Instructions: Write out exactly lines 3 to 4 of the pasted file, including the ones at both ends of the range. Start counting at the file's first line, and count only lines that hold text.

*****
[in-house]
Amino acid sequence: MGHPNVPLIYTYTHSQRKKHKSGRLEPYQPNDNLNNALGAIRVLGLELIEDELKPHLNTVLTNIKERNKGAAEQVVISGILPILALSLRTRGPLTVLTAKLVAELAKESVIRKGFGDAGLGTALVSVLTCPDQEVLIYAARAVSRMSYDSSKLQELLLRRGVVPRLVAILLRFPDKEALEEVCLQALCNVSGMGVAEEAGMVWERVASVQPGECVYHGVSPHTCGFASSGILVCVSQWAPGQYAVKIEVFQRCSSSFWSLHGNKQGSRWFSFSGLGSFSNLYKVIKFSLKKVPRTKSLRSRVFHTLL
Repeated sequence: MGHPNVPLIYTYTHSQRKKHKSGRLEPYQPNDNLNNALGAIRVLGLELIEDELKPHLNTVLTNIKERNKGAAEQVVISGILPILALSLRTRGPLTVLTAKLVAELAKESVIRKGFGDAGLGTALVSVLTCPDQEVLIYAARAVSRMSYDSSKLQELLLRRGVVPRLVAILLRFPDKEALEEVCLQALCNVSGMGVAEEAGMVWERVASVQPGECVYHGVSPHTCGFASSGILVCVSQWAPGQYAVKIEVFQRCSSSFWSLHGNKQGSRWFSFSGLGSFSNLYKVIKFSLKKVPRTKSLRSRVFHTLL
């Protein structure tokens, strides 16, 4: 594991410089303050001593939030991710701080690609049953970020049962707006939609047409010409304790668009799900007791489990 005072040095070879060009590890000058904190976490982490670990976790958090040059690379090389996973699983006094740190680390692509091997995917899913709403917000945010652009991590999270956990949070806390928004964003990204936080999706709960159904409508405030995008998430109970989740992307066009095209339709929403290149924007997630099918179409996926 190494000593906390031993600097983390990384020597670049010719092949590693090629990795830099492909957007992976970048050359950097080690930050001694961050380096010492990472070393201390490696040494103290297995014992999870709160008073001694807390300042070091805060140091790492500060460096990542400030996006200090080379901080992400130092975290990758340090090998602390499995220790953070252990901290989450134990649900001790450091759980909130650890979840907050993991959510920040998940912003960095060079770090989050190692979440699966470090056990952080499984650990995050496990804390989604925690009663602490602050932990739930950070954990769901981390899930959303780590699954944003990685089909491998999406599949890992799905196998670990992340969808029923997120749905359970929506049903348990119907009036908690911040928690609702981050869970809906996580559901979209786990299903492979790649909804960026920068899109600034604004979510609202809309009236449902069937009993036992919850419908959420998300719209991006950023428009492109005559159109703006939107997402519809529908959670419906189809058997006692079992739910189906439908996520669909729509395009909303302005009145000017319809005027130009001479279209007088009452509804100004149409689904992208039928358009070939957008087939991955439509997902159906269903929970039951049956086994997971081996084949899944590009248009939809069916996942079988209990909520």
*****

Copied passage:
Repeated sequence: MGHPNVPLIYTYTHSQRKKHKSGRLEPYQPNDNLNNALGAIRVLGLELIEDELKPHLNTVLTNIKERNKGAAEQVVISGILPILALSLRTRGPLTVLTAKLVAELAKESVIRKGFGDAGLGTALVSVLTCPDQEVLIYAARAVSRMSYDSSKLQELLLRRGVVPRLVAILLRFPDKEALEEVCLQALCNVSGMGVAEEAGMVWERVASVQPGECVYHGVSPHTCGFASSGILVCVSQWAPGQYAVKIEVFQRCSSSFWSLHGNKQGSRWFSFSGLGSFSNLYKVIKFSLKKVPRTKSLRSRVFHTLL
């Protein structure tokens, strides 16, 4: 594991410089303050001593939030991710701080690609049953970020049962707006939609047409010409304790668009799900007791489990 005072040095070879060009590890000058904190976490982490670990976790958090040059690379090389996973699983006094740190680390692509091997995917899913709403917000945010652009991590999270956990949070806390928004964003990204936080999706709960159904409508405030995008998430109970989740992307066009095209339709929403290149924007997630099918179409996926 190494000593906390031993600097983390990384020597670049010719092949590693090629990795830099492909957007992976970048050359950097080690930050001694961050380096010492990472070393201390490696040494103290297995014992999870709160008073001694807390300042070091805060140091790492500060460096990542400030996006200090080379901080992400130092975290990758340090090998602390499995220790953070252990901290989450134990649900001790450091759980909130650890979840907050993991959510920040998940912003960095060079770090989050190692979440699966470090056990952080499984650990995050496990804390989604925690009663602490602050932990739930950070954990769901981390899930959303780590699954944003990685089909491998999406599949890992799905196998670990992340969808029923997120749905359970929506049903348990119907009036908690911040928690609702981050869970809906996580559901979209786990299903492979790649909804960026920068899109600034604004979510609202809309009236449902069937009993036992919850419908959420998300719209991006950023428009492109005559159109703006939107997402519809529908959670419906189809058997006692079992739910189906439908996520669909729509395009909303302005009145000017319809005027130009001479279209007088009452509804100004149409689904992208039928358009070939957008087939991955439509997902159906269903929970039951049956086994997971081996084949899944590009248009939809069916996942079988209990909520």